I’ve written a few times about Pheochromocytomas and Paragangliomas, allegedly rare types of Neuroendocrine Tumour (NET). I’ve also written about various hidden diagnoses of NET cases where they are eventually found in living patients having been ‘hidden’ within other diseases, i.e. misclassified in cancer registries or even not classified as cancer at all. If you read any medical site (including hospitals which treat Pheochromocytoma) you will note statements along the lines of “mostly benign” – so it’s possible the incidence rate is vastly understated on this factor alone.
The other interesting data I found is that many are not discovered until autopsy. Perhaps some people were asymptomatic or maybe they just stoically put up with their symptoms. Perhaps their symptoms were put down to routine illness such as hypertension, maybe imaging was not available/performed, and if it was perhaps nothing was seen. In one example, in a study conducted in Australia and New Zealand, one pheochromocytoma per 2301 autopsies was found. Now, 0.05% doesn’t sound like a big incidence figure but if you look at the population of Australia and New Zealand combined, circa 32 million, using these figures, almost 14,000 people will have a pheochromocytoma potentially hidden from statistics when found after death. If you extrapolate that to the USA, multiply that figure by 10. I accept these figures are crudely calculated but nonetheless a not insignificant output. And when you consider that not every death results in an autopsy, this may be another factor where the incidence of Pheochromocytoma is somewhat understated (…. at the very least in Australia/New Zealand).
The most famous person to be ‘retrospectively’ diagnosed with a Pheochromocytoma is none other than General Dwight D Eisenhower, former President of the USA. I highlight him selfishly because of my love for military history. I’ve read many books about WW2 and his name figures highly in them for good reason, he was the Supreme Commander of Allied forces in Europe and leader of the D-Day invasion. In those books, I did note he had a long-standing blood pressure history (hypertension is one of the cardinal symptoms of a functioning pheochromocytoma) and was also prone to irritability with those around him. His birthday is on 14th October which I have chosen as the day to publish this blog post. An article summarising his health and also confirming a 1.5cm pheochromocytoma at autopsy can be read by Clicking here. There’s also a useful summary of his health which can be read by Clicking here.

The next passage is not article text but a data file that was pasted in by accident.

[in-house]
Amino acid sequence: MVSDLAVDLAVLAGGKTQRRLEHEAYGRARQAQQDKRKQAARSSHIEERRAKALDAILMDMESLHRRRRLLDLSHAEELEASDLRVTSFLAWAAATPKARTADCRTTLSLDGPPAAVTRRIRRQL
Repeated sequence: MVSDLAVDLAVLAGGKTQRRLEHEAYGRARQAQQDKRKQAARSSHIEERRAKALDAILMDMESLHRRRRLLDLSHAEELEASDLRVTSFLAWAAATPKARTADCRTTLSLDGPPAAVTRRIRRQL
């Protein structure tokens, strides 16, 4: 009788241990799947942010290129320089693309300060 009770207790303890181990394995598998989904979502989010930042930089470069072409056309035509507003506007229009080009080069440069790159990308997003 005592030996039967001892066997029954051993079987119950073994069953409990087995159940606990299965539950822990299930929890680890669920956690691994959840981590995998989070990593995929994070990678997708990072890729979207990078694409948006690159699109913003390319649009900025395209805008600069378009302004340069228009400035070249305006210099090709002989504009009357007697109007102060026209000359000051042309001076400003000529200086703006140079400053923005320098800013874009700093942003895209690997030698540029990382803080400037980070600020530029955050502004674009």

Read more about the Invisible NET Patient Population
More information on Pheochromocytoma and Paraganglioma
To learn more about Pheochromocytoma and Paraganglioma, click here for a quick summary.
However, if you wanted in-depth information and access to specialists then I direct you to a wonderful organisation called The Pheo Para Alliance. They also publish information regarding their Pheo/Para Centers of Excellence program.
I am not a doctor or any form of medical professional, practitioner or counsellor. None of the information on my website, or linked to my website(s), or conveyed by me on any social media or presentation, should be interpreted as medical advice given or advised by me. Neither should any post or comment made by a follower or member of my private group be assumed to be medical advice, even if that person is a healthcare professional as they are not members of the private group or followers of my sites in any official capacity. Please also note that mention of a clinical service, trial/study or therapy does not constitute an endorsement of that service, trial/study or therapy by Ronny Allan, the information is provided for education and awareness purposes and/or related to Ronny Allan’s own patient experience. This element of the disclaimer includes any complementary medicine, non-prescription over the counter drugs and supplements such as vitamins and minerals.
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